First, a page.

Koreans are great lovers of business cards, which are exchanged in all meetings that have even a whiff of commerce about them. The humble rectangles garner far greater respect than they do in the West, and folding or stuffing one into a pocket or wallet is a huge faux pas – accept your card with profuse thanks, leave it on the table for the duration of the meeting, and file it away with respect (a card-holder is an essential purchase for anyone here on business). Also note that it’s seen as incredibly rude to write someone’s name in red ink – this colour is reserved for names of those who have died, a practice that most Koreans seem to think goes on all around the world.

If you’re lucky enough to be invited to a Korean home, try to bring a gift – fruit, chocolates and flowers go down well. The offering is likely to be refused at first, and probably on the second attempt too – persevere and it will eventually be accepted with thanks. The manner of receiving is also important – the receiving hand should be held from underneath by the non-receiving one, the distance up or down the arm dependent on exactly how polite you want to be. This will only come with experience and will not be expected of most foreigners, but you will be expected to take your shoes off once inside the house or apartment, so try to ensure that your socks are clean and hole-free.

Dining

Korea’s Confucian legacy can often be a great boon to foreigners, as it has long been customary for hosts (usually “betters”) to pay – many English teachers get taken out for regular slap-up meals by their bosses, and don’t have to pay a dime. Koreans also tend to make a big show of trying to pay, with the bill passing rapidly from hand to hand until the right person coughs up. Nowadays things are changing slowly – “going Dutch” is increasingly common where it would once have been unthinkable – but there are still innumerable codes of conduct; Koreans will usually guide foreigners through the various dos and don’ts. Many surround the use of chopsticks – don’t use these to point or to pick your teeth, and try not to spear food with them unless your skills are really poor. It’s also bad form, as natural as it may seem, to leave your chopsticks in the bowl: this is said to resemble incense sticks used after a death, but to most Koreans it just looks wrong (just as many Westerners obey unwritten and seemingly meaningless rules governing cutlery positions). Just leave the sticks balanced on the rim of the bowl.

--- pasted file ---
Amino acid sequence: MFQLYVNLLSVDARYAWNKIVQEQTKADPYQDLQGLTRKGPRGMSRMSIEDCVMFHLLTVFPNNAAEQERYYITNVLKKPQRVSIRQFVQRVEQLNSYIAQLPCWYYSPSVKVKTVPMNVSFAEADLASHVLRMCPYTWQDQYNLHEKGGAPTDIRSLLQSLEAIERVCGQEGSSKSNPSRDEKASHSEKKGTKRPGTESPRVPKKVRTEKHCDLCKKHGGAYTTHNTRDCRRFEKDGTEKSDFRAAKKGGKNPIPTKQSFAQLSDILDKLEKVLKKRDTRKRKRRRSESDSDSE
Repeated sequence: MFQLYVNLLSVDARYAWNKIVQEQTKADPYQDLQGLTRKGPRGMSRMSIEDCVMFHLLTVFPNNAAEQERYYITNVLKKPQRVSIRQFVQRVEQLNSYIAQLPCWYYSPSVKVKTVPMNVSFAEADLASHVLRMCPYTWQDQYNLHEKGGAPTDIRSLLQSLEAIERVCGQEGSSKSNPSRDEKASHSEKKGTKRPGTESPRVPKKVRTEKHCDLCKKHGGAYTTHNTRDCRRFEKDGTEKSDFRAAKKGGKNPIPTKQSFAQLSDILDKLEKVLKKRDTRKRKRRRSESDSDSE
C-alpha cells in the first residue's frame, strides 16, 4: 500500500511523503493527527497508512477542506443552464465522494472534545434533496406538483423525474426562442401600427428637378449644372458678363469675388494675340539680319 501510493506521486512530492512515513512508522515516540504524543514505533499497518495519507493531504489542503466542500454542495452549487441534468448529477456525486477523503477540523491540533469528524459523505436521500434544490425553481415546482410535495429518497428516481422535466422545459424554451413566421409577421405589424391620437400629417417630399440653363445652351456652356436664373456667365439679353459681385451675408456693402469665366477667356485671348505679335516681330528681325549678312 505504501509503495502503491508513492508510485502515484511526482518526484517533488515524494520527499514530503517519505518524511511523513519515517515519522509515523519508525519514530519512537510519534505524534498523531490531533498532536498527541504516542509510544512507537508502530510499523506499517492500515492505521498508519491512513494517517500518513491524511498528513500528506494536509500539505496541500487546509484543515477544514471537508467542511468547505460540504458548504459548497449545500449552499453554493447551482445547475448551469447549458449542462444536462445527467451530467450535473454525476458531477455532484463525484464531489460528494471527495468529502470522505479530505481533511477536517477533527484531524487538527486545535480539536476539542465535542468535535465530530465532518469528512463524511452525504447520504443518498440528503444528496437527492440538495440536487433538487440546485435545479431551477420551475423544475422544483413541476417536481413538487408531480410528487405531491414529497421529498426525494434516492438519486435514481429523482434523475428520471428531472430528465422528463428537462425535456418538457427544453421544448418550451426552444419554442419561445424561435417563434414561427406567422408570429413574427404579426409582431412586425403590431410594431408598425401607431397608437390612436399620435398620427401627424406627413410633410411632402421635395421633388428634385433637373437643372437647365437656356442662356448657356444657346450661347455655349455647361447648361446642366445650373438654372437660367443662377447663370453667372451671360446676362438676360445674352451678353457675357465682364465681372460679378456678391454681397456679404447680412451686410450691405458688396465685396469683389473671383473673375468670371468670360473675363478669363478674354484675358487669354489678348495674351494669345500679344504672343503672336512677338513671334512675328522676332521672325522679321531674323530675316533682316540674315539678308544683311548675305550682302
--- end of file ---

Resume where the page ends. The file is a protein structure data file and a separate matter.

Many Korean meals are group affairs, and this has given rise to a number of rules surrounding who serves the food from the communal trays to the individual ones – it’s usually the youngest woman at the table. Foreign women finding themselves in this position will be able to mop up a great deal of respect by performing the duty, though as there are particular ways to serve each kind of food, it’s probably best to watch first. The serving of drinks is a little less formal, though again the minutiae of recommended conduct could fill a small book – basically, you should never refill your own cup or glass, and should endeavour to keep topped up those belonging to others. The position of the hands is important – watch to see how the Koreans are doing it (both the pourer and the recipient), and you’ll be increasing your “face” value in no time.

One big no-no is to blow your nose during the meal – preposterously unfair, given the spice level of pretty much every Korean dish. Should you need to do so, make your excuses and head to the toilets. It’s also proper form to wait for the head of the table – the one who is paying, in other words – to sit down first, as well as to allow them to be the first to stand at the end of the meal. The latter can be quite tricky, as many Korean restaurants are sit-on-the-floor affairs that play havoc on the knees and backs of foreigners unaccustomed to the practice.

All in all, Koreans will tolerate anything viewed as a “mistake” on the part of the foreigner, and offer great encouragement to those who are at least attempting to get things right. This can sometimes go a little too far – you’re likely to be praised for your chopstick-handling abilities however long you’ve been around, and it’s almost impossible to avoid the Korean Catch-22: locals love to ask foreigners questions during a meal, but anyone stopping to answer will likely fail to keep pace with the fast-eating Koreans, who will then assume that your dish is not disappearing quickly because you don’t like it.